When discussing large projects (like an EHR, ERP, or replacing an HMO claims processing system) I often use the phrase “all hands on deck.” I am trying to convey that these projects not only expend IT resources, but those business leaders that need to re-develop all of their core business processes around the new technology. Additionally, there is a ripple effect that impacts senior leadership and even those in departments that you would not expect to be effected.
But, I am starting to think that isn’t an effective way to communicate the resource-intensive nature of these projects. Often I am asked what I mean by “all hands on deck.” Secretly, I fantasize about re-enacting this scene from The Professional:
Of course your business cannot come to a halt for a single project. You still need to advance other strategies and respond to competitive threats. You need to make sure you are still providing a quality service to your customers. But, I believe most organizations err to underestimating the effort. Large IT projects will impact what you can hope to acheive in other areas and if leadership’s ambitions are not scaled appropriately you will end up with overly-stressed staff and a project that doesn’t seem like it can ever get the attention it needs to finish. So, it maybe beneficial to be a little melodramatic when explaining the resource need.
6 thoughts on “Resourcing Large Projects”
I am going to use that one! So accurate. Do you ever get the response that you are a techie so you really don’t know what I need?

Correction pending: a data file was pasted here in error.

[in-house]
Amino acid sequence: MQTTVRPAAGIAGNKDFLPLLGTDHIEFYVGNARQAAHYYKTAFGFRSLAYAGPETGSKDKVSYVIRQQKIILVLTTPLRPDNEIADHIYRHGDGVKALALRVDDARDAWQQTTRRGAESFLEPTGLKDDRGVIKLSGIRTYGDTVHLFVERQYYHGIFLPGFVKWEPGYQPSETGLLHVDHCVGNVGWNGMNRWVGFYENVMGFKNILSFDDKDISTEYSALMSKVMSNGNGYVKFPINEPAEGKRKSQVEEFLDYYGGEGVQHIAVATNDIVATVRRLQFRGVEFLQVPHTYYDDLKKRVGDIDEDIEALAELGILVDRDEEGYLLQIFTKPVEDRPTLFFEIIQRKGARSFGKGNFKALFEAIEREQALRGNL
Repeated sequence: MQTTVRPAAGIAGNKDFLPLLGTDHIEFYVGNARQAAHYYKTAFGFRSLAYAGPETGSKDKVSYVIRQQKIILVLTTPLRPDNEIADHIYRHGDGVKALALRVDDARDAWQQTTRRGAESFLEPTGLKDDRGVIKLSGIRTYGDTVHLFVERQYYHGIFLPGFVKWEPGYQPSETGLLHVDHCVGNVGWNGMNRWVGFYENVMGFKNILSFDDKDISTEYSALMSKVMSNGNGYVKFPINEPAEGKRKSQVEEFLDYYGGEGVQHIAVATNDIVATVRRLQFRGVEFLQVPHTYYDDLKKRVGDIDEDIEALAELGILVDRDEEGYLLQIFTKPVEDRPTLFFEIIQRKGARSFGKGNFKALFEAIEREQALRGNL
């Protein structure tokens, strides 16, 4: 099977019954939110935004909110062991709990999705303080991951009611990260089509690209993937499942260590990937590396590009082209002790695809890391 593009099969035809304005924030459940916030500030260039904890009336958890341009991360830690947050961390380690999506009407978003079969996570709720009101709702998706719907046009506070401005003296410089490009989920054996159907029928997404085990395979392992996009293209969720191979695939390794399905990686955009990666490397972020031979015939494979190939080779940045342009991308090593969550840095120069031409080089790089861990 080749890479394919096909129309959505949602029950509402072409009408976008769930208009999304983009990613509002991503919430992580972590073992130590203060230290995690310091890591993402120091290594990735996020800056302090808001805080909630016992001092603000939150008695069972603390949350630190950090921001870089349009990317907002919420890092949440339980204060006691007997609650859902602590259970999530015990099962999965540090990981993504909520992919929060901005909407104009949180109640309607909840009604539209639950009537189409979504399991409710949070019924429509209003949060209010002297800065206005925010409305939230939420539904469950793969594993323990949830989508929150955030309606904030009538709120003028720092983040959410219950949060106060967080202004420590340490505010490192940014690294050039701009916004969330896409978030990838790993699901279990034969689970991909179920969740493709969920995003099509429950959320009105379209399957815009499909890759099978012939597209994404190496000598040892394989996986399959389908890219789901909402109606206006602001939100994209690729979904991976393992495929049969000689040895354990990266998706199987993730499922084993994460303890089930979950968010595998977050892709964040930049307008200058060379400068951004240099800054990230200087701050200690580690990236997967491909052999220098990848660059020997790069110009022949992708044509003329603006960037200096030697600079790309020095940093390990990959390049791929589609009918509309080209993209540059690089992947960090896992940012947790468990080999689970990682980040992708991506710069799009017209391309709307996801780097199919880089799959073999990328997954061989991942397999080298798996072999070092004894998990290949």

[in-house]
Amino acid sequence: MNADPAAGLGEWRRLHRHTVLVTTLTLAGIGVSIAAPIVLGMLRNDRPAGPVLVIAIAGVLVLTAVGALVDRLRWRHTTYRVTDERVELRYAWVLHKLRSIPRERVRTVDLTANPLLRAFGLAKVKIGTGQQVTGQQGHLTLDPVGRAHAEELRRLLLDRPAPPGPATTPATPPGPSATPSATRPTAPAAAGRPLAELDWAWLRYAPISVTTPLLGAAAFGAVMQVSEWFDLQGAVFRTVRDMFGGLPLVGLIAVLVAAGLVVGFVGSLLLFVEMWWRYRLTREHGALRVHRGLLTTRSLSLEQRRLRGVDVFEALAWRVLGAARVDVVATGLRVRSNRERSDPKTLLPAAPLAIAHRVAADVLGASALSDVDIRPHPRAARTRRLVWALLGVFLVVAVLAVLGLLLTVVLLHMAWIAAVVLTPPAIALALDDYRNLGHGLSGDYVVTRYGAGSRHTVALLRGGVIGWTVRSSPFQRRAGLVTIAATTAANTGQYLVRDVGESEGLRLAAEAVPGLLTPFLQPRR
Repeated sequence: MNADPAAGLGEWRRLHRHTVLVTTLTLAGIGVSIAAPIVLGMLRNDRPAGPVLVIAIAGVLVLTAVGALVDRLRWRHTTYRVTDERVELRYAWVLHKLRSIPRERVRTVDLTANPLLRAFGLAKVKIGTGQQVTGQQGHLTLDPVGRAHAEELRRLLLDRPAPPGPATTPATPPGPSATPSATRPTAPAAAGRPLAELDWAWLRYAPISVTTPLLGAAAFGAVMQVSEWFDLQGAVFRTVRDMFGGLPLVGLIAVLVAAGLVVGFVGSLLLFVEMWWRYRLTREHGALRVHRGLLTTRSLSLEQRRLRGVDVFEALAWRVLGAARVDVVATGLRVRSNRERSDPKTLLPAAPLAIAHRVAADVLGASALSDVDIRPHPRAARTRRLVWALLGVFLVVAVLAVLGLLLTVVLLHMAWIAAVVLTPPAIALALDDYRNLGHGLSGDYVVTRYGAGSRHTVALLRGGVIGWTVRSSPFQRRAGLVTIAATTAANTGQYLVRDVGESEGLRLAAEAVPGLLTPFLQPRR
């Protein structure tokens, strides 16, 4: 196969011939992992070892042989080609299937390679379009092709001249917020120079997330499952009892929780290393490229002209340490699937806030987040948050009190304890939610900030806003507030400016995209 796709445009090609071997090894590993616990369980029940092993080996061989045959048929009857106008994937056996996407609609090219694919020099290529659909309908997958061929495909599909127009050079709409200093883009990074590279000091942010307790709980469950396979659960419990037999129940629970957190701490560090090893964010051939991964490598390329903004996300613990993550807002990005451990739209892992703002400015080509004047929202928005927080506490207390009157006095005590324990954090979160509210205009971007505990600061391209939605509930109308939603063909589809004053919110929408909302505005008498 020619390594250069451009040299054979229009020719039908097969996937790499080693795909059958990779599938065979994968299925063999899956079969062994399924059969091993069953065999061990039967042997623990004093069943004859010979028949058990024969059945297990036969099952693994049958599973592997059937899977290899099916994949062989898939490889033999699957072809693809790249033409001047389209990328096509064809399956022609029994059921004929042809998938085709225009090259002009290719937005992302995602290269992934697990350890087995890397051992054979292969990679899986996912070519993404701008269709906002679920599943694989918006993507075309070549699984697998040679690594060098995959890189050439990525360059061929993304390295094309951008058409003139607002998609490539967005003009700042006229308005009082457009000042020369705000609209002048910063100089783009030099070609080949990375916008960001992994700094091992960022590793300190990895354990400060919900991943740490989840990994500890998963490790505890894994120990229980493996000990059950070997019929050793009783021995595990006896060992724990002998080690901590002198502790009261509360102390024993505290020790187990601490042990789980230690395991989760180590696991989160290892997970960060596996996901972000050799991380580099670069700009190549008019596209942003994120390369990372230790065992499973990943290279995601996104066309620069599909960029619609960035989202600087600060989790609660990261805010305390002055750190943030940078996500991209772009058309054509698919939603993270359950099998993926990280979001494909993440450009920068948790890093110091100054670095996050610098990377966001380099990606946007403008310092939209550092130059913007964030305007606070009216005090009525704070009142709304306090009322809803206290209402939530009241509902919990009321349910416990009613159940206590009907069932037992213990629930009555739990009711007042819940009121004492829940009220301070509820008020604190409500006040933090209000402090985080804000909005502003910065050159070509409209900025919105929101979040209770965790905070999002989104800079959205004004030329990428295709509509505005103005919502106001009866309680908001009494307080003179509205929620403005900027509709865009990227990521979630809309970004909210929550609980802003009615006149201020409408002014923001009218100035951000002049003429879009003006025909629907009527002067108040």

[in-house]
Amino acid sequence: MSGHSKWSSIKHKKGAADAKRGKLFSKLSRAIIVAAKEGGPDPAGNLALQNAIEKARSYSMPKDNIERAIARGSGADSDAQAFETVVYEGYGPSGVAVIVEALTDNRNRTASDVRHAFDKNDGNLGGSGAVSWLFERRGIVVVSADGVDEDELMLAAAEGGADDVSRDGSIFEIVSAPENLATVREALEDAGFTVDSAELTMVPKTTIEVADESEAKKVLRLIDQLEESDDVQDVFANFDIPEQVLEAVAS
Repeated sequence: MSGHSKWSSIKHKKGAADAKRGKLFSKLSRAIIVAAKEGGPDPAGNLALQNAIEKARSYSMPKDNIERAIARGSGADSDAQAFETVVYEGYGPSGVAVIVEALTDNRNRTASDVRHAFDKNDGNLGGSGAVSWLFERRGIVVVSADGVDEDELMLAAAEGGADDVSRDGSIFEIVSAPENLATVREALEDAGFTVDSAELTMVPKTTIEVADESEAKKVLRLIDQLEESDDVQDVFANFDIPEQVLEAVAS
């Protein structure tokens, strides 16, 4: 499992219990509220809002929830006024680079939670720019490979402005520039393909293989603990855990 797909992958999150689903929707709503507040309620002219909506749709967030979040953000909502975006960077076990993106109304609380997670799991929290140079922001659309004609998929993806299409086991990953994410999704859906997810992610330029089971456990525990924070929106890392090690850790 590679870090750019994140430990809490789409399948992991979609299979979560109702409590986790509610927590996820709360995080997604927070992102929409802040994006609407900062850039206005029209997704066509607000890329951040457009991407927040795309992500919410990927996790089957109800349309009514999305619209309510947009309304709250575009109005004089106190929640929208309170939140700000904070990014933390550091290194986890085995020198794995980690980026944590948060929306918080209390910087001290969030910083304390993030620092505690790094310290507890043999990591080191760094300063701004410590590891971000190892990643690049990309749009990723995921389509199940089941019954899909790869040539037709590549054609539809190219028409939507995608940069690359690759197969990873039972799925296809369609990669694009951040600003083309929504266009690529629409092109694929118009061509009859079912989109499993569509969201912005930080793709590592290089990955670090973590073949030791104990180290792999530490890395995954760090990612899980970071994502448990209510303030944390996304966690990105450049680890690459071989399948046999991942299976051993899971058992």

I believe many sponsors purposefully underestimate the project’s resources so that it gets through the rounds of scrutiny from senior executives, opinion leaders and other stakeholders. This is one area where I wish vendors would keep track of the client-side resources required for projects so they too could paint an accurate picture of who is needed (job description and soft skills required), for how long and when. It is ultimately in their and our best interest to do this right.
When I perform a reference call or a site visit during due diligence, I really make an attempt to get a good feel for the resourcing and recheck it with the vendor’s implementation team.
Great post. As a new CIO, this is something I’m working too learn to convey properly (the video does a great job!) and even fully realize myself.
Thanks for sharing your insights on the blog.
Sometimes upgrades require the same diligence. I am going through one now that introduces a new way of working and also changes the business process for a good deal of employees. I hope that when all of the pieces are in place that it will be appropriately homogenized with the workforce.
Natalie – great point – many upgrades not only require the same diligence, they truly demand it, otherwise the existing application functionality will “erode” and the new features that the vendor added, will sit dormant. It takes a keen eye to examine the new features added, determine how it can benefit you and figure-out how the business processes will change.
This is exactly what is happening to us. We bought some software that we thought would force us to create processes. Unfortunately, business wasn’t involved enough, and now we have the software, but we don’t know what to do with it.
This post makes a great deal of sense.
I have a saying that I use from time to time “What happens in Vegas DOES NOT stay in Vegas.”
By this I mean that what happens in one department ALWAYS has ramifications for other departments. The question is, will we do the work to understand those ramifications and ensure that they are beneficial, or at least, neutral, with respect to the organization’s critical success factors.
I loved the video and and course saved a link to it!
While I don’t know your audience, Will, in my experience good presentations tell engaging stories. There is often more room for small amounts of humor than we realize.
Thanks for a great post!
Common Sense Systems, Inc.